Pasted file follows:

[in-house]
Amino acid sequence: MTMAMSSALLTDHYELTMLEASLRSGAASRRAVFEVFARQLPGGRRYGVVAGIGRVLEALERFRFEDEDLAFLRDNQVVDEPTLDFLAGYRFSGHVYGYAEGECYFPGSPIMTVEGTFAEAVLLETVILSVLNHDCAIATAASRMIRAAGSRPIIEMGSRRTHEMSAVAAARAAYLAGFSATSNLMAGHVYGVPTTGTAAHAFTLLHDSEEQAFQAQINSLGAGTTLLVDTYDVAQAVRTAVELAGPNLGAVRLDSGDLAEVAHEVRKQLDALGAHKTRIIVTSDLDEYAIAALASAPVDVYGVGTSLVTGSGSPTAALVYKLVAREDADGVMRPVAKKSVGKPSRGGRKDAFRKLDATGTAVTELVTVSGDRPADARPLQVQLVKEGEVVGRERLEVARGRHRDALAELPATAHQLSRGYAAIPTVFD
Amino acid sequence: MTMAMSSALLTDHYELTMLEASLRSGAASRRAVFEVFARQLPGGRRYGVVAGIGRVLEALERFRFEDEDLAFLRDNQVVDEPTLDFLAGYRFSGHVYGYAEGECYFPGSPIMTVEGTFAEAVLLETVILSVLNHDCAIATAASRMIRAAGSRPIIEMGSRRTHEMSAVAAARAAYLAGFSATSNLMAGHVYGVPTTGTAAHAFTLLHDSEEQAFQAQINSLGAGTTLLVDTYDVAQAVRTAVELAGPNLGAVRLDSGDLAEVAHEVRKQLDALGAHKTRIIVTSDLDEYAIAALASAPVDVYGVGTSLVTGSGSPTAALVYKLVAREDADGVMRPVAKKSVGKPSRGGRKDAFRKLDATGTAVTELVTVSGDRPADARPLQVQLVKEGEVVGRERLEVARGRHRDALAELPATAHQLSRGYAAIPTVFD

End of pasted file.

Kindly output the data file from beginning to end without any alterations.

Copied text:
[in-house]
Amino acid sequence: MTMAMSSALLTDHYELTMLEASLRSGAASRRAVFEVFARQLPGGRRYGVVAGIGRVLEALERFRFEDEDLAFLRDNQVVDEPTLDFLAGYRFSGHVYGYAEGECYFPGSPIMTVEGTFAEAVLLETVILSVLNHDCAIATAASRMIRAAGSRPIIEMGSRRTHEMSAVAAARAAYLAGFSATSNLMAGHVYGVPTTGTAAHAFTLLHDSEEQAFQAQINSLGAGTTLLVDTYDVAQAVRTAVELAGPNLGAVRLDSGDLAEVAHEVRKQLDALGAHKTRIIVTSDLDEYAIAALASAPVDVYGVGTSLVTGSGSPTAALVYKLVAREDADGVMRPVAKKSVGKPSRGGRKDAFRKLDATGTAVTELVTVSGDRPADARPLQVQLVKEGEVVGRERLEVARGRHRDALAELPATAHQLSRGYAAIPTVFD
Amino acid sequence: MTMAMSSALLTDHYELTMLEASLRSGAASRRAVFEVFARQLPGGRRYGVVAGIGRVLEALERFRFEDEDLAFLRDNQVVDEPTLDFLAGYRFSGHVYGYAEGECYFPGSPIMTVEGTFAEAVLLETVILSVLNHDCAIATAASRMIRAAGSRPIIEMGSRRTHEMSAVAAARAAYLAGFSATSNLMAGHVYGVPTTGTAAHAFTLLHDSEEQAFQAQINSLGAGTTLLVDTYDVAQAVRTAVELAGPNLGAVRLDSGDLAEVAHEVRKQLDALGAHKTRIIVTSDLDEYAIAALASAPVDVYGVGTSLVTGSGSPTAALVYKLVAREDADGVMRPVAKKSVGKPSRGGRKDAFRKLDATGTAVTELVTVSGDRPADARPLQVQLVKEGEVVGRERLEVARGRHRDALAELPATAHQLSRGYAAIPTVFD